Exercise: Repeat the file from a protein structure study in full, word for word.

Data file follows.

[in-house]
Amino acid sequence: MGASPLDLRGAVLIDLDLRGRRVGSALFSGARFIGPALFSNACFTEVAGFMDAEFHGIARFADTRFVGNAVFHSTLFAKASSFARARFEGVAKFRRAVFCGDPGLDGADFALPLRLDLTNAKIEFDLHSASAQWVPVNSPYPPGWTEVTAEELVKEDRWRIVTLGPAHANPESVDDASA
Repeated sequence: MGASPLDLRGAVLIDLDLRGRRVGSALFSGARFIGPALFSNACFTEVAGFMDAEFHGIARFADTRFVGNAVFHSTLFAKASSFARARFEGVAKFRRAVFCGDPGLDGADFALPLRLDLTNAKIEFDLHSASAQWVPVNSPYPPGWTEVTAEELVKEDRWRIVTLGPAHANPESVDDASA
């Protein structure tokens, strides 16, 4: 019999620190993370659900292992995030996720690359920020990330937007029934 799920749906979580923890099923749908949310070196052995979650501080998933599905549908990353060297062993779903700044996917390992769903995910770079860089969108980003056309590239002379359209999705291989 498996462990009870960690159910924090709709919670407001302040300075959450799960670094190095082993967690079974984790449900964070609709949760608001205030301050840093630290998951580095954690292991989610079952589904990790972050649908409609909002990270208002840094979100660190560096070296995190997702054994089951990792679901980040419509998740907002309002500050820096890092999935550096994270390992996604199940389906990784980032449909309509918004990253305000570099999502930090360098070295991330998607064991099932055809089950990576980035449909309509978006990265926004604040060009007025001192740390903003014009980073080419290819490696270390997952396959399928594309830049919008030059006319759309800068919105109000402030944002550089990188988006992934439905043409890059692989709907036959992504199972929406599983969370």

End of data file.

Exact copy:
[in-house]
Amino acid sequence: MGASPLDLRGAVLIDLDLRGRRVGSALFSGARFIGPALFSNACFTEVAGFMDAEFHGIARFADTRFVGNAVFHSTLFAKASSFARARFEGVAKFRRAVFCGDPGLDGADFALPLRLDLTNAKIEFDLHSASAQWVPVNSPYPPGWTEVTAEELVKEDRWRIVTLGPAHANPESVDDASA
Repeated sequence: MGASPLDLRGAVLIDLDLRGRRVGSALFSGARFIGPALFSNACFTEVAGFMDAEFHGIARFADTRFVGNAVFHSTLFAKASSFARARFEGVAKFRRAVFCGDPGLDGADFALPLRLDLTNAKIEFDLHSASAQWVPVNSPYPPGWTEVTAEELVKEDRWRIVTLGPAHANPESVDDASA
């Protein structure tokens, strides 16, 4: 019999620190993370659900292992995030996720690359920020990330937007029934 799920749906979580923890099923749908949310070196052995979650501080998933599905549908990353060297062993779903700044996917390992769903995910770079860089969108980003056309590239002379359209999705291989 498996462990009870960690159910924090709709919670407001302040300075959450799960670094190095082993967690079974984790449900964070609709949760608001205030301050840093630290998951580095954690292991989610079952589904990790972050649908409609909002990270208002840094979100660190560096070296995190997702054994089951990792679901980040419509998740907002309002500050820096890092999935550096994270390992996604199940389906990784980032449909309509918004990253305000570099999502930090360098070295991330998607064991099932055809089950990576980035449909309509978006990265926004604040060009007025001192740390903003014009980073080419290819490696270390997952396959399928594309830049919008030059006319759309800068919105109000402030944002550089990188988006992934439905043409890059692989709907036959992504199972929406599983969370």